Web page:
By Ken Hissner: There are two kinds of ways that some boxers have left the sport while still world champions. One is retiring, and the other is due to death while still holding the title.
Floyd “Money” Mayweather, Jr. retired in August 2017 with a 50-0 record and a five-division world champion. Rumors still at the age of 44 still hint he may come back for “one more” fight!
This writer remembers how IBF and WBA Light Welterweight champion Aaron “The Hawk” Pryor retired for two years and five months with a 36-0 record at age 35 before coming back. He lost what would be his only career fight to Bobby Joe Young and then went on to win his last three fights.
As previously mentioned, I always wondered if Mayweather would come back for “one more payday!” After all passing Rocky Marciano’s 49-0 record for some reason, “Money” chose to end his career against an MMA/UFC champion who never had an amateur or professional fight in Conor “Notorious” McGregor. It should have been considered an exhibition which he did have one after that fight. He was inducted into the IBHOF.
Heavyweight champion Rocky ”The Brockton Blockbuster” Marciano retired at age 32 with a 49-0 record, as previously mentioned with 43 stoppages. He went back into training when Swedish boxer Ingemar “Ingo” Johansson knocked out American Floyd Patterson for the heavyweight title Marciano was hoping to bring the title back to America. He found out in training he just didn’t have the same skills he had when retiring, so he decided not to fight again. He was inducted into the IBHOF.
Another heavyweight champion retired with the title was Gene “The Fighting Marine” Tunney, 65-1-1, at age 31 retired. He had a successful life in business and real estate that kept him busy enough not considering returning to the ring. He was inducted into the IBHOF in 1990.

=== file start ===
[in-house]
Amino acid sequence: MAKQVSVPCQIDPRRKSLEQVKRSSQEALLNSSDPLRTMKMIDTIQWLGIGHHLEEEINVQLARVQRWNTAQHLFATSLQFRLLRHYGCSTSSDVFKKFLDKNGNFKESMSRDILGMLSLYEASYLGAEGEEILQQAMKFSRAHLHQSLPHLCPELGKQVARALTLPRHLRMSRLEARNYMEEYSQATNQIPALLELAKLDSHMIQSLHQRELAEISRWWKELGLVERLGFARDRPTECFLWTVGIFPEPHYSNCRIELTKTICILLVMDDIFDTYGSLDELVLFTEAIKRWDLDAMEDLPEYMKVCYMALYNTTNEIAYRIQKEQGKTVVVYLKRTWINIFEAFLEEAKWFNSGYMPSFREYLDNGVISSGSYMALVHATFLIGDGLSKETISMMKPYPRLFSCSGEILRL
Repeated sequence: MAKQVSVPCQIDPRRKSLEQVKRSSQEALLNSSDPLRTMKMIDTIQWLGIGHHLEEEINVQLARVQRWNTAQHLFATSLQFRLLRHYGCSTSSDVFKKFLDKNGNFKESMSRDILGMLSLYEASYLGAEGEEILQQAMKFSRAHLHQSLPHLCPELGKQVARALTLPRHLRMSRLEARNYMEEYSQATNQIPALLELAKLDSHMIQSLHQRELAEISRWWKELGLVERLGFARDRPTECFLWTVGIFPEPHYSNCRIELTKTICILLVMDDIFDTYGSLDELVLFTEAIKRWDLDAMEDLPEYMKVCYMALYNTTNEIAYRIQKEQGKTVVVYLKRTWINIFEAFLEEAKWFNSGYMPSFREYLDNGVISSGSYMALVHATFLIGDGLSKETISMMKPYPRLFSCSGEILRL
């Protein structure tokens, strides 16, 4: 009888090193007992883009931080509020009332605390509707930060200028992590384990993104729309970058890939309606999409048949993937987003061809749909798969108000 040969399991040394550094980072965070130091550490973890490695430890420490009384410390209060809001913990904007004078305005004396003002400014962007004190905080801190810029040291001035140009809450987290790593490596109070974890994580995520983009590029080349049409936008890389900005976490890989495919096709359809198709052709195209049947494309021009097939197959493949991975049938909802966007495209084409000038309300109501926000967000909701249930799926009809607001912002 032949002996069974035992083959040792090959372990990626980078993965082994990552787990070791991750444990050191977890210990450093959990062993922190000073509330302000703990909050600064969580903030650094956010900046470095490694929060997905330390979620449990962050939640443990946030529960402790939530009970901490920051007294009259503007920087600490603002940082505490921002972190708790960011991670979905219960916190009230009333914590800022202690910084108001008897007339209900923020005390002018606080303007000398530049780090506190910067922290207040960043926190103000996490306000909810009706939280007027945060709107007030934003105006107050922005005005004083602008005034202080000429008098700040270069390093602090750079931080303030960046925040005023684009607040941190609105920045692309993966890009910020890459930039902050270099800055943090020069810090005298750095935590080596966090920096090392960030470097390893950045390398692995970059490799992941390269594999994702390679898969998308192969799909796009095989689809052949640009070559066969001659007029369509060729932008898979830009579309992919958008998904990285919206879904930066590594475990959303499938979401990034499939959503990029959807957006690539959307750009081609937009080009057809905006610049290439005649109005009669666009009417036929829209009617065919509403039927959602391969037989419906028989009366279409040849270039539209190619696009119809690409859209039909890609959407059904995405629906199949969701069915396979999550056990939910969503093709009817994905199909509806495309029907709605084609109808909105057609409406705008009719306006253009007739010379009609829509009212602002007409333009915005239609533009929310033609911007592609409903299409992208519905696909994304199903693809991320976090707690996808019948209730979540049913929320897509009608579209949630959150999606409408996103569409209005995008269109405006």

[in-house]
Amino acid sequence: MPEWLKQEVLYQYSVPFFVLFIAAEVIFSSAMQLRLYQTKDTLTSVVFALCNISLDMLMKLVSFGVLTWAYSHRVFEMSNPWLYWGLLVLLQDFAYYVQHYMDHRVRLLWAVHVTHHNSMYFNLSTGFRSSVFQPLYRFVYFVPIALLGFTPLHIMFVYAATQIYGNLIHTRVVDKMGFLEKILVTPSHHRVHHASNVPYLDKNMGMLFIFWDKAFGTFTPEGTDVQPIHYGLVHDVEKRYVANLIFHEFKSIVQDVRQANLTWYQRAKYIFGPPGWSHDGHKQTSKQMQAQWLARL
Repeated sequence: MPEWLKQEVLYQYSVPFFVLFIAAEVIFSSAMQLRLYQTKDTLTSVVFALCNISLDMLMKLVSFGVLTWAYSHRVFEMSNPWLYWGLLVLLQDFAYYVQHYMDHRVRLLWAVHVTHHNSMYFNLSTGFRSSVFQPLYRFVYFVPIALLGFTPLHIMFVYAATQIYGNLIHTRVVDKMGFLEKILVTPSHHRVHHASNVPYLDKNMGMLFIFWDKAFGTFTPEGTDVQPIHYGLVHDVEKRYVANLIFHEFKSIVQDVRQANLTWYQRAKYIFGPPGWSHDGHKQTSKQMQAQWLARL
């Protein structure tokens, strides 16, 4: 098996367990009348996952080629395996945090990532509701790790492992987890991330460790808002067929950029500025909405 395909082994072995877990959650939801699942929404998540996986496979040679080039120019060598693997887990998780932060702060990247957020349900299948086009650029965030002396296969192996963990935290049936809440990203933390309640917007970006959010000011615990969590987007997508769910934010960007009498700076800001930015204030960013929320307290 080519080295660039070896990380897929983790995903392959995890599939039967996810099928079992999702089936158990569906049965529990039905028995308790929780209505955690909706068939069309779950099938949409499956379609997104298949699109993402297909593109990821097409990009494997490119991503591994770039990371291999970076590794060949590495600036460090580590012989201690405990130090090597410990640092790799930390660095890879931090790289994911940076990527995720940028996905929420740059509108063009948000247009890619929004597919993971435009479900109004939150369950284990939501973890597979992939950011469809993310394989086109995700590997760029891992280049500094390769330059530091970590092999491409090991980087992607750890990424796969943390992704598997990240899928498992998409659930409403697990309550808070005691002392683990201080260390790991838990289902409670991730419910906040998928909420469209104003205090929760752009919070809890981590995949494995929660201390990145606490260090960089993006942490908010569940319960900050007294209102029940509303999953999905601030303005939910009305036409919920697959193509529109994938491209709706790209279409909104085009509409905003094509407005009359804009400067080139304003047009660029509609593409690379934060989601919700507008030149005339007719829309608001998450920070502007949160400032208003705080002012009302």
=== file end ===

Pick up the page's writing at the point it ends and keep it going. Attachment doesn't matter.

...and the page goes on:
On the other hand, heavyweight champion James “The Boilermaker” J. Jeffries retired at age 28 with a 19-0-2 record only to return to the ring after almost six years tasting defeat at the hands of champion Jack “The Galveston Giant” Johnson. He was inducted into the IBHOF.
These are a handful list of champions who were unbeaten when they retired. Now the other way a fighter can leave boxing with the title is by death. Let’s take a look at three of them.
One of them was Stanley “The Michigan Assassin” Ketchel, 49-5-3, with 46 stoppages, who held the middleweight title in 1909. After his last defense, he went 3-2-1 in non-title defenses, including a failed attempt to win the heavyweight title. Less than a year after his last defense, he was shot to death at age 24. He was inducted into the IBHOF in 1990.
WBC World Featherweight champion Salvador “Chava” Sanchez, 44-1-1, with 32 stoppages had a bright future ahead of him. He made ten defenses in two and a half years. Only the majority decision win over Patrick Ford and the split decision win over Pat Crowdell was close to losing his title.
In August of 1982, Sanchez was killed in an automobile accident at the age of 23. He was scheduled to fight Juan Laporte the following month at Madison Square Garden. He was inducted into the IBHOF in 1991.
WBC World Lightweight and former WBA Super Featherweight champion Edwin ”El Inca Dinamita” Valero, 27-0 with 27 stoppages, had a flawless record. From Merida, Venezuela, at the age of 28, he was found hanging in his prison cell. He was accused of killing his wife.
Now he most likely would never be able to fight again but his death made it final!
I’m sure there are others I haven’t included, but all of the previously mentioned were well known to fight fans around the world.